If you could see my face, you might wonder why it deserves this treatment, at the expense of my schedule, my deadlines and my breakfast. You might wonder why I run my hand over my freshly shaved-and-salved cheeks, marvelling at their smoothness; why I peer critically at features I have seen over a hundred thousand times, which I have spent, in total, over seven full weeks, 24 hours a day, staring at. What is so special about my face that it demands such adulation, care, time and expenditure?
Nothing at all. My face (although, like all faces, unique and - by people of my own ethnicity, at least - instantly recognisable) is just one among billions, all of which receive similar attentions. This universal self- regard distinguishes us from every other species; and yet in all that time spent before the looking-glass or the shaving-mirror, we never see ourselves as we are. The mirror reverses, not left and right, but front and back; flips us over, moves our face through our skulls and out the other side. Even the most symmetrical face - symmetry being one of the markers of beauty hard-wired into our aesthetic and carnal sensibilities - acquires assymetries of affect: the lopsided grin of Mills and Boon novellas, the quizzical eyebrow, the imbalance in musculature of a system governed by a semi-bicameral brain, even the effects of sleeping on one side. The face we prepare is not the face others meet.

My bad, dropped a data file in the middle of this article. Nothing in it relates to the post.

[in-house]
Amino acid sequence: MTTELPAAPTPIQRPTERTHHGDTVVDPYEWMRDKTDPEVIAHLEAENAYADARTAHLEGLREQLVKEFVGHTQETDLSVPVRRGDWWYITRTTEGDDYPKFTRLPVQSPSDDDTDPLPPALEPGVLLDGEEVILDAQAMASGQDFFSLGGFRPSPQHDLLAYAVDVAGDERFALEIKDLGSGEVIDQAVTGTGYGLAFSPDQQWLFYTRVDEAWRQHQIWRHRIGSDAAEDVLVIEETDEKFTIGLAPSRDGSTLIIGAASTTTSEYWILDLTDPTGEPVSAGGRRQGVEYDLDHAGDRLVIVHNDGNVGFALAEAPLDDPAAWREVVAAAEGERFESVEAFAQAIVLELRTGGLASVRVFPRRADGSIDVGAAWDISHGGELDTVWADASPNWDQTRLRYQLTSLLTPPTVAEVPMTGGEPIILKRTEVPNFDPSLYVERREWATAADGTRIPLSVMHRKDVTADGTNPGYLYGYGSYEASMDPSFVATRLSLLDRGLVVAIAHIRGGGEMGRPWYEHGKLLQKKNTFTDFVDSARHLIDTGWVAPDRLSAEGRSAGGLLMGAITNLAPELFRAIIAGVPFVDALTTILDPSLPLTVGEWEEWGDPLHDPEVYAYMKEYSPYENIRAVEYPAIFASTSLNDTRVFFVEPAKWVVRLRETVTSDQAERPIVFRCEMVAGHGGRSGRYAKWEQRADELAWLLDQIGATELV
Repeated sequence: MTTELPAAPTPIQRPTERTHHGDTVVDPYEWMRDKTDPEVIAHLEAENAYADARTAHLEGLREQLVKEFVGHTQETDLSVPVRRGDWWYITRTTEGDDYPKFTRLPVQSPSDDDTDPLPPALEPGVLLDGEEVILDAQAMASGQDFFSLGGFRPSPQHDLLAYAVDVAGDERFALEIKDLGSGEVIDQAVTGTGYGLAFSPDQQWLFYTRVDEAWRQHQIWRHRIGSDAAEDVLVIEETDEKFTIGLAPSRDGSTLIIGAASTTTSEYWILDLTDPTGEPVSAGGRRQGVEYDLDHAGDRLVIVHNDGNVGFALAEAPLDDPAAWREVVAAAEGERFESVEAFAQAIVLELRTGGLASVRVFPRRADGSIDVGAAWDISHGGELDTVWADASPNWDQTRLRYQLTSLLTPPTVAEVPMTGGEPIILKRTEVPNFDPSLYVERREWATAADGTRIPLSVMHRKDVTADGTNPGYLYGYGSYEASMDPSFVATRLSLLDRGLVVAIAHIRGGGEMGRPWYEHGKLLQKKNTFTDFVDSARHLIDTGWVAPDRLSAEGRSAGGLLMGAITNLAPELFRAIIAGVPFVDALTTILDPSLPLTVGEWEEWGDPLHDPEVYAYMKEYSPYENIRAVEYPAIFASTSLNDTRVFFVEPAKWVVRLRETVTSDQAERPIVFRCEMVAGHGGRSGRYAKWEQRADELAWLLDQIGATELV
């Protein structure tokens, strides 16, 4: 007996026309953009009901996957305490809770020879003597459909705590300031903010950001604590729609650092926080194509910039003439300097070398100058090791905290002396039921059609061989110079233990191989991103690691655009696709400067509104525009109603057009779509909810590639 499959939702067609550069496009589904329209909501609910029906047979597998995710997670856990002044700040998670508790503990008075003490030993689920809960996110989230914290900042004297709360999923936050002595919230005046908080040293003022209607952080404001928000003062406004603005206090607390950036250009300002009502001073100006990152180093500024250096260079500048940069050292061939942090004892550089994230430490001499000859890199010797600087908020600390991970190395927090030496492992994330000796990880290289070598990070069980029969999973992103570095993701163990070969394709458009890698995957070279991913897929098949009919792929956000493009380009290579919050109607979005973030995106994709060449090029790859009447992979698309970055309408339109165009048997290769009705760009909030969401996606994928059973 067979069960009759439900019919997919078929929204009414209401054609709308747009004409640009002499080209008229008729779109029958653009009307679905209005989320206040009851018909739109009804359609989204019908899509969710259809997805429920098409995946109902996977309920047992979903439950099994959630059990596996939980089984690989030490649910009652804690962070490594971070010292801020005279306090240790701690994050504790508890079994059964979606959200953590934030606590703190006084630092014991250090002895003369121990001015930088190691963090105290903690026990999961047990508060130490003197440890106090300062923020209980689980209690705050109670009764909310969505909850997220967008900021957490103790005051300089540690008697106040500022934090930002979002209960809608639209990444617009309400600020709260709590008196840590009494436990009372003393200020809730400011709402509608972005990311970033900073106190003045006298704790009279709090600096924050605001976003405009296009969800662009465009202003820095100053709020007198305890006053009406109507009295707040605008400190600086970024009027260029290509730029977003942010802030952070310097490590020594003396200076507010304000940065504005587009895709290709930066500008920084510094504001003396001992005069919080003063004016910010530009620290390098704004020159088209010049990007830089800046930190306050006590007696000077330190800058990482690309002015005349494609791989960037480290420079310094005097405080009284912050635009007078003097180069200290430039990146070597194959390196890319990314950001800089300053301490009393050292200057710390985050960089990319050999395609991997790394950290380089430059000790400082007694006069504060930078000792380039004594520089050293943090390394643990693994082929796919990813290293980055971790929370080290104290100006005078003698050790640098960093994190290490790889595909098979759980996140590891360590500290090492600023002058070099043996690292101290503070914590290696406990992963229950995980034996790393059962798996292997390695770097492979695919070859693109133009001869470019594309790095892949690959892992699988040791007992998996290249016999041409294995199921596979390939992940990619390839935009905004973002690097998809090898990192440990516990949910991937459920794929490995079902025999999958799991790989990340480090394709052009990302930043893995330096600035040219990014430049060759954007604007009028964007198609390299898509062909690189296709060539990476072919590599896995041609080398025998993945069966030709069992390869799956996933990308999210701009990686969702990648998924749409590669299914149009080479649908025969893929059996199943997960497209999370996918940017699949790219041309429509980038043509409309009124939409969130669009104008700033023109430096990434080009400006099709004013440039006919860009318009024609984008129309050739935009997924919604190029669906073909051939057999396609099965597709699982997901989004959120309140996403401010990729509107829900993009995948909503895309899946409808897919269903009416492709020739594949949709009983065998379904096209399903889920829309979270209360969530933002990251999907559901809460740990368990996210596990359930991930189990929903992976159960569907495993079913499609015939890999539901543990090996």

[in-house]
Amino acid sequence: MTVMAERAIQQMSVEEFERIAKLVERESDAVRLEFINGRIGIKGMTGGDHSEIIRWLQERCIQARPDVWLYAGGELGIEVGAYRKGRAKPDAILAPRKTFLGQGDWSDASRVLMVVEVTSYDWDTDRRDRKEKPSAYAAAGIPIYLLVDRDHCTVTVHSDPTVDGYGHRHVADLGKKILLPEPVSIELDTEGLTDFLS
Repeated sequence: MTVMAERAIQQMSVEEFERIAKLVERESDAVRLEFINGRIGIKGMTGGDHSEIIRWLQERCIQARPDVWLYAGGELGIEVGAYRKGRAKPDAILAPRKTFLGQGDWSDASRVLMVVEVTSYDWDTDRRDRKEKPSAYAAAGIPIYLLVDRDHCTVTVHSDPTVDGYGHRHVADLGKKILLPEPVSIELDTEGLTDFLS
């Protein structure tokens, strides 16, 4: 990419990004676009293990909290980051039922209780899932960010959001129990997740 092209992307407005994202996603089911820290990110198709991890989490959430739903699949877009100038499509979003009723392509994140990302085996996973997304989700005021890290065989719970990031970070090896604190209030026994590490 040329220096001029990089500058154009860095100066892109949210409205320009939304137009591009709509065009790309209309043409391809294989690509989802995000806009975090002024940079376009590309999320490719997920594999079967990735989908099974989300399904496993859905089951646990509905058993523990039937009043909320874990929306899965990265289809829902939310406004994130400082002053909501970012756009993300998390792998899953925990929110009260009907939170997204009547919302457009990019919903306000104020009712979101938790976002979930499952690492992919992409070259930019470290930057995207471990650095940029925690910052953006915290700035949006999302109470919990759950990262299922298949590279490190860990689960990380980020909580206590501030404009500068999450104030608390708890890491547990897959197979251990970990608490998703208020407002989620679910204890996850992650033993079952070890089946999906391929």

Yet we prepare them all the same. If I do not indulge in my shaving ritual, I feel wrong all day. The condemned man precedes his last cigarette with a final shave, grooming the face that death will smooth for good. I know a woman who decided to kill herself; before she swallowed the pills, she gave herself a facial mud-pack, then did her makeup, eyes, lips and cheeks. The rule, even in articulo mortis is: moisturise, moisturise, moisturise. She made herself up, then unmade her self.
To gaze at one's face in a mirror is like peeping through a window into a parallel universe, one where our own workaday face is an object of devotion, precious and perfectible: a universe where, one day, one's face will come right.
In this book, Daniel McNeill offers a grand tour d'horizon of the face. He ranges from Dracula's teeth to Jenkins' Ear, from the myth of the "Jewish nose" (actually, he points out, uncommon among Jews) to Greek tragic masks. He speculates on the origins and purposes of the blush (why did we develop blushing at a time when we were all black?) and discusses our almost universal inability to fake facial expressions, wondering whether that is why we value and admire actors to the point of obsession. Is it because they can fake it - and, what's more, fake it 20 feet high in close-up on the movie-screen.